Purpose: We therefore aimed to investigate the association between cardiovascular health (CVH), as defined by the American Heart Association, and several sleep disturbances.
Methods:Two community-based cohorts, the Paris Prospective Study 3 (PPS3, France, n=6,441) and the CoLaus study (Switzerland, n=2,989) were analyzed. Using the 7 metrics of the American Heart Association(nonsmoking; and ideal levels of body mass index, physical activity, diet, blood pressure, fasting blood glucose and total cholesterol), participants with 0-2, 3-4 and 5-7 ideal metrics were categorized as having low, moderate and high CVH. Sleep-disordered breathing (SDB) was evaluated with the Berlin questionnaire (proxy SDB) and SDB severity was measured by polysomnography; excessive daytime sleepiness (EDS) was evaluated with the Epworth scale, whereas insomnia symptoms and short/long sleep duration were extracted from the Pittsburg Sleep Quality index. Associations between each sleep disturbance and global CVH (primary exposure) but also behavioral (nonsmoking; and ideal levels of body mass index, physical activity, diet) and biological (ideal levels of blood pressure, fasting blood glucose and total cholesterol) CVH (secondary exposure) were quantified in multivariable logistic regression analyses and Odds ratio (OR)/relative risk ratio (RRR) together with their 95% confidence intervals (CI) were estimated.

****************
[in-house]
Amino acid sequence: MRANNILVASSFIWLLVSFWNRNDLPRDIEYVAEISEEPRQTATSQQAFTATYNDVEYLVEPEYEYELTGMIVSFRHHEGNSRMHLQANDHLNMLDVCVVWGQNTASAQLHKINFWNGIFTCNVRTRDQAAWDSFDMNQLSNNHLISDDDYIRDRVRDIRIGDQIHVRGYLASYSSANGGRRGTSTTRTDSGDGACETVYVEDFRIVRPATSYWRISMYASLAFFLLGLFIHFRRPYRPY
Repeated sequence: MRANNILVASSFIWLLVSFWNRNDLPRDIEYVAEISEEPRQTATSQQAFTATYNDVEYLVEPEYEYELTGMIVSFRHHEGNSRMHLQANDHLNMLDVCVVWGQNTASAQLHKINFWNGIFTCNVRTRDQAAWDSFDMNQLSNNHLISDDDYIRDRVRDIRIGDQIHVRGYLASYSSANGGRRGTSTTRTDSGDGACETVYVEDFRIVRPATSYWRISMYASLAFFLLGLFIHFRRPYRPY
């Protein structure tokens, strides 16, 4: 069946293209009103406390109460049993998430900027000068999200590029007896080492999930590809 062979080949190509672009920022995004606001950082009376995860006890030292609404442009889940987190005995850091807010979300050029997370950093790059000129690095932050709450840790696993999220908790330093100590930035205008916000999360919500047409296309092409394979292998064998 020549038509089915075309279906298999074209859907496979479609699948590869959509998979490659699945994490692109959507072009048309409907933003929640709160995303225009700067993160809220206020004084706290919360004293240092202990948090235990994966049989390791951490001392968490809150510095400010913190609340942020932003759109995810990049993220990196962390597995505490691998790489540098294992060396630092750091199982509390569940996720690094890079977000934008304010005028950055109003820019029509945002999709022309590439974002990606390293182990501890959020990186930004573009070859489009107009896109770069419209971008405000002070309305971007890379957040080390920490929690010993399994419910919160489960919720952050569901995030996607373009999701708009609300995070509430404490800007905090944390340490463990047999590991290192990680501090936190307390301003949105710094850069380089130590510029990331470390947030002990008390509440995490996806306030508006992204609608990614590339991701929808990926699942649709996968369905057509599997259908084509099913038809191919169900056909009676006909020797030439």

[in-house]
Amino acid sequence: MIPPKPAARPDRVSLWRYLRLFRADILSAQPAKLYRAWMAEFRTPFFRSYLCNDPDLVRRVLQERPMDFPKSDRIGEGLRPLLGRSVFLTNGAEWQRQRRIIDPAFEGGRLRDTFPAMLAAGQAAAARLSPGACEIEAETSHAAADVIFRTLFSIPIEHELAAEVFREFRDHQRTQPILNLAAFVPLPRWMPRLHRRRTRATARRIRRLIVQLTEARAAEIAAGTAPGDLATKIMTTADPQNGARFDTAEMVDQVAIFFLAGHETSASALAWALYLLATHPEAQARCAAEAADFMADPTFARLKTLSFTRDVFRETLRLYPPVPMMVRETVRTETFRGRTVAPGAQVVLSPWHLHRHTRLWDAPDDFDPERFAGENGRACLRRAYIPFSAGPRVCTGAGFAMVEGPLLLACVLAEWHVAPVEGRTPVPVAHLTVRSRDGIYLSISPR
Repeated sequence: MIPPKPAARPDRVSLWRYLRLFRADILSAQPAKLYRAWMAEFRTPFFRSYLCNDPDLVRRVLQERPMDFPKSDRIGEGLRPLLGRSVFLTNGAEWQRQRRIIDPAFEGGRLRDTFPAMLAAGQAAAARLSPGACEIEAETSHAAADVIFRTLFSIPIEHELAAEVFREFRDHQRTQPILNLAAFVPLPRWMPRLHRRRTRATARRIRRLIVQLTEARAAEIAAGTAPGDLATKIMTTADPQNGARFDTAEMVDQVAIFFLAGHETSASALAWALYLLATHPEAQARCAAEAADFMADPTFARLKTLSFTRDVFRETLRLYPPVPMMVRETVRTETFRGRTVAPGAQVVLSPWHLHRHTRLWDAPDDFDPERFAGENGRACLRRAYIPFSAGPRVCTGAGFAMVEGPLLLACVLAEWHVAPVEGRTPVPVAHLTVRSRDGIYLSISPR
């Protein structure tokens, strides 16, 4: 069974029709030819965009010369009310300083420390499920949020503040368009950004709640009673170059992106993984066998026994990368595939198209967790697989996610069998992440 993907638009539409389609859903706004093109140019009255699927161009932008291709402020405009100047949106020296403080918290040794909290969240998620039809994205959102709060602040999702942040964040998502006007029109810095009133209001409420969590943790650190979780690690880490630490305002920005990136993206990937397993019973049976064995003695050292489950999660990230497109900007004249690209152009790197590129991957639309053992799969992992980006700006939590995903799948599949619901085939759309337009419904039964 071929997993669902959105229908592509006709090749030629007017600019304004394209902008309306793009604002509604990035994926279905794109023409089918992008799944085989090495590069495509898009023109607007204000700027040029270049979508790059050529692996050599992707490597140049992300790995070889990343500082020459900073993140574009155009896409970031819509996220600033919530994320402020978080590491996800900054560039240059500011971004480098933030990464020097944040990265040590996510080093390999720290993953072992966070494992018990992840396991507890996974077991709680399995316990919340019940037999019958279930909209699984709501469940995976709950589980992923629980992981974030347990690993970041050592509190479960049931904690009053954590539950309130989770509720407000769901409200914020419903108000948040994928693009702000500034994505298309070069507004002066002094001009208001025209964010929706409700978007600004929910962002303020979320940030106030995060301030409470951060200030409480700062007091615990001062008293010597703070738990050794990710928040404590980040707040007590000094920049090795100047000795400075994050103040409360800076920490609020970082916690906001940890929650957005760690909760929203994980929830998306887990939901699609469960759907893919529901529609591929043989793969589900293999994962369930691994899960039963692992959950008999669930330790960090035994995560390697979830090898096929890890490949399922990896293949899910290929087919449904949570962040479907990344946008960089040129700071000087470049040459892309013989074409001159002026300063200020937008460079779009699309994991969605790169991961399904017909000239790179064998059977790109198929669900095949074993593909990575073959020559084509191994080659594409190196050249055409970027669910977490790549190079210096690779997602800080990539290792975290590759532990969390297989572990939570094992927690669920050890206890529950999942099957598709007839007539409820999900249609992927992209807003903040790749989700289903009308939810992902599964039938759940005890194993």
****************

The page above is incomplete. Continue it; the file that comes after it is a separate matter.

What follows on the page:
Results: When compared to poor CVH, subjects with intermediate and ideal global CVH had lower odds of proxy for SDB in both cohorts (ORs up to 0.55; 95% CI 0.44-0.68 and 0.35; 95% CI 0.22-0.53, respectively) and had lower SDB severity as defined by the American Academy of Sleep Medicine(RRR up to 0.07; 95% CI 0.02-0.20). Similar associations were found for behavioral and biological CVH. Subjects with intermediate and ideal global CVH had lower odds of EDS in PPS3 (ORs 0.82; 0.72-0.95 and 0.80; 0.82-1.02, respectively). A similar association was found with behavioral CVH in both cohorts. No consistent associations were found between CVH and short/long sleep duration or insomnia symptoms.
Conclusion: Higher levels of CVH, especially behavioral CVH, are associated with lower odds of presenting SDB and EDS.